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Making Faculty Development an Institutional Value and a Professional Practice

Faculty Development

Making Faculty Development an Institutional Value and a Professional Practice

Sometimes faculty development programs are inherited by an academic leader, and other times they have to be built. In either case the academic leader needs to heed some wisdom from the Chinese classic the Tao Te Ching. Faculty development is a long journey wherever one starts; like a journey of 1,000 miles, it begins with the first step.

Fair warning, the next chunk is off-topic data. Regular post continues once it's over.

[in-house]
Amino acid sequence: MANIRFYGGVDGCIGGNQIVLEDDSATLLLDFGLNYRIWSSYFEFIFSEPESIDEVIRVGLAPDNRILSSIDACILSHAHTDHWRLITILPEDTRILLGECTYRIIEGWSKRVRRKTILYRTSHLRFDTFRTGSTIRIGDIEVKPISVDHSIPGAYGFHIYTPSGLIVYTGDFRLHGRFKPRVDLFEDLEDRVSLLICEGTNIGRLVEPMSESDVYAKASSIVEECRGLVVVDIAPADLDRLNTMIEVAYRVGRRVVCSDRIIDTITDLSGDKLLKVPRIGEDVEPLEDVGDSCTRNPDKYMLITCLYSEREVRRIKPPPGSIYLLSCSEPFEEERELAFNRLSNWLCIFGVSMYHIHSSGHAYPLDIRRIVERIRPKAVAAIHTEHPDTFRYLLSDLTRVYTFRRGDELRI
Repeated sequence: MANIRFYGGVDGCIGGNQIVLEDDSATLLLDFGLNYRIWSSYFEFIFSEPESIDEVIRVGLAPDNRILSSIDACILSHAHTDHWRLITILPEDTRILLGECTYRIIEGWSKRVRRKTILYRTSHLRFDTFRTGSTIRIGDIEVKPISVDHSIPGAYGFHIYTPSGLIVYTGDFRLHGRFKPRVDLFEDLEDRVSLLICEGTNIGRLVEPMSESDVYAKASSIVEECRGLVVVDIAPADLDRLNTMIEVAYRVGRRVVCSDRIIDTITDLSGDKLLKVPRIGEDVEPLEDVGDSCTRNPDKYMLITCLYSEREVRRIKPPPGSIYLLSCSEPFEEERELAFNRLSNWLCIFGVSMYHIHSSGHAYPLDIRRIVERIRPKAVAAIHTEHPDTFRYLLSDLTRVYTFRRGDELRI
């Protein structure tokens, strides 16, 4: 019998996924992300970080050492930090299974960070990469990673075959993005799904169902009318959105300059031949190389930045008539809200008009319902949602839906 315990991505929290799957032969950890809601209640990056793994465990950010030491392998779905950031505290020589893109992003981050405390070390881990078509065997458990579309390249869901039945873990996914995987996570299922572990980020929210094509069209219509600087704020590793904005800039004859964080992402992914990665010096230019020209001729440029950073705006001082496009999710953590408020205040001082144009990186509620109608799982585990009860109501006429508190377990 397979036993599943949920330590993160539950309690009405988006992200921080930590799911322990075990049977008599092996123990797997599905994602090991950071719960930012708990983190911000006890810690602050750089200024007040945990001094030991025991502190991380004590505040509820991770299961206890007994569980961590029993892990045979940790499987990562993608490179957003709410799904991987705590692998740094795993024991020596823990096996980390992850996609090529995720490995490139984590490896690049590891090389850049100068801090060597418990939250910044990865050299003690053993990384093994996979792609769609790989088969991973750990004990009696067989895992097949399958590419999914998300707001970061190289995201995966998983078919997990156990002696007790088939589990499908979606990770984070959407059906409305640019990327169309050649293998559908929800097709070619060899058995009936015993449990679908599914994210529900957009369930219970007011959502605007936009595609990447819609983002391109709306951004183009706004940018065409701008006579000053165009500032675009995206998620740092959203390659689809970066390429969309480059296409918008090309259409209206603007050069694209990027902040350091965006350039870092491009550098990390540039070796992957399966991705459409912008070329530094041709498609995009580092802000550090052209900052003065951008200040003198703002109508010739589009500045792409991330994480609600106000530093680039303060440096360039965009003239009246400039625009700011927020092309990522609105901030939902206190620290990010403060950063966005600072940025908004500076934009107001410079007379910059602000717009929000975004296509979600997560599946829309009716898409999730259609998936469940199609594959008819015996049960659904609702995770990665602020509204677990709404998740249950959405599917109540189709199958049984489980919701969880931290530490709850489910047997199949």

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Sometimes faculty development programs are inherited by an academic leader, and other times they have to be built. In either case the academic leader needs to heed some wisdom from the Chinese classic the Tao Te Ching. Faculty development is a long journey wherever one starts; like a journey of 1,000 miles, it begins with the first step. Faculty development is also to be understood as a destination. Only if one has a clearly identified end for it will it achieve its desired destination—a highly effective and participatory faculty. Faculty development program success begins with recruiting faculty to a specific institution’s mission during the recruitment and interview process. Bringing faculty into an institution who are not committed to its teaching, research, and service mission incentives and imperatives will lead to mismatches between faculty career aspirations and institutional resource commitments. Such mismatches undermine collegiality and undercut faculty development efforts. Hiring faculty who are overly focused on their discipline versus teaching and the school’s mission will lead to faculty dissatisfaction and turnover, with negative consequences for the classroom and within academic departments. Beyond successful hiring, faculty programs will founder if they do not have a strong advocate at the highest level of academic administration. If the academic leader does not acquire and distribute resources consistent with the mission of the institution, wrong messages are sent. Faculty can become committed to one specific type of educational innovation. They can seek release time for their own career interests rather than the mutual interests of the institution and the faculty member. And they will come to view faculty development more as a competition for resources or an activity undervalued by the institution. Only strong academic administration leadership can provide the direction and energy necessary for a high-quality faculty development program. No faculty development director or coordinator, or even a faculty development resource office, can make up for the lack of a clear, constant, and resource-committed academic leader who visibly promotes and rewards effectively institutional mission-inspired faculty development. A third key ingredient in faculty development success is choosing the right point person to be the daily spokesperson. Improper selection of the faculty development coordinator or director can sink any program. One needs to avoid the error of choosing the most innovative faculty member in the college or university. One should also not choose a faculty member well known for a particular kind of teaching, like case studies or computer simulations. The selection of the faculty development director or coordinator should be driven both by his or her commitment to all kinds of development and experimentation in teaching and research and by widespread colleague acceptance and confidence. Only a few faculty in any institution will meet both these criteria. Without both characteristics being present in the faculty development coordinator or director, the overall faculty development program and faculty participation in it will be limited to only highly motivated faculty or select faculty departments. It will never gain large-scale participation rates (over 75 percent). It will not reflect the necessary vitality to change and innovate as theories, methods, and research in higher education change regarding best practices. A fourth element of a successful faculty development program involves the creation of a common basis for development efforts shared by the faculty as a whole. Although not widely accepted or understood by faculties in general, the work of L. Dee Fink can be very beneficial in creating that basis. His concepts articulated in Creating Significant Learning Experiences: An Integrated Approach to Designing College Courses can provide a common basis for faculty across all disciplines. By creating courses through a learner-centered approach versus a subject-oriented approach, one opens up the faculty to innovation, experimentation, and good teaching practice sharing, which are all vital to a healthy faculty development program. His model of an integrated course design brings together four key elements—learning situational factors, learning goals, teaching and learning activities, and feedback and assessment—into a powerful combination through the idea of “backward course design.” This means the syllabus and course are designed from student learning objectives and not subject matter coverage. If one has built these four elements into a faculty development program, then one needs to complement them with an anchoring and reinforcing faculty performance evaluation system. Tenure, promotion, and merit pay, where applicable, must identify faculty development as a key measurement for the evaluation and rewarding of faculty. A lack of consistency between academic leader messaging and promotion and tenure criteria used in any institution will doom any faculty development program to be engaged in primarily by true believers or innovative academic departments. It will not impact more than 25-40 percent of the teaching faculty, in my experience of promoting faculty development at nine different higher education institutions over 20 years. It will have very limited positive impact on teaching in the classroom, student retention, and institutional attractiveness and reputation. Parker Palmer’s book Courage to Teach should be required reading along with Fink’s integrated course design. Palmer addresses clearly and convincingly the importance of individual faculty integrity to the teaching-learning process as being rooted in the integration of subject matter, student characteristics, and the faculty member’s core identity as an educator. All three of these aspects must be visible and practiced in a widely appealing and engaging faculty development program. Faculty development must be viewed as a diffusion process. If the fundamentals for success are put into place and practiced consistently, then the faculty development program will be successful both in terms of institutional impact and faculty career satisfaction. Building that diffusion effort systematically requires certain identified practices. These practices include a program that covers annually the wide-ranging interests of faculty that include teaching best practices, research time releases, team-teaching opportunities, faculty seminars and luncheons to share experiences led by colleagues, and annual visits by outside leaders in innovation in higher education. Program mix is a crucial sustaining element of successful faculty development programs. Diffusion also depends on the annual or semiannual required faculty development days tied to an institution’s mission. These days highlight current faculty creativity and innovation across all disciplines in the institution. They are an important time of bonding the institutional commitment to faculty development. Finally, an effective and successful faculty development program depends on each individual department promoting disciplinary and teaching innovations relevant to their courses, students, and disciplines to reinforce the overall institutional program. Faculty development programs can easily achieve 25-40 percent faculty involvement and participation. But only programs that are structured from recruitment to post-tenure review will deliver a comprehensive institutional mission benefit for all faculty and the students they serve. Henry W. Smorynski is a Midland University leadership fellow.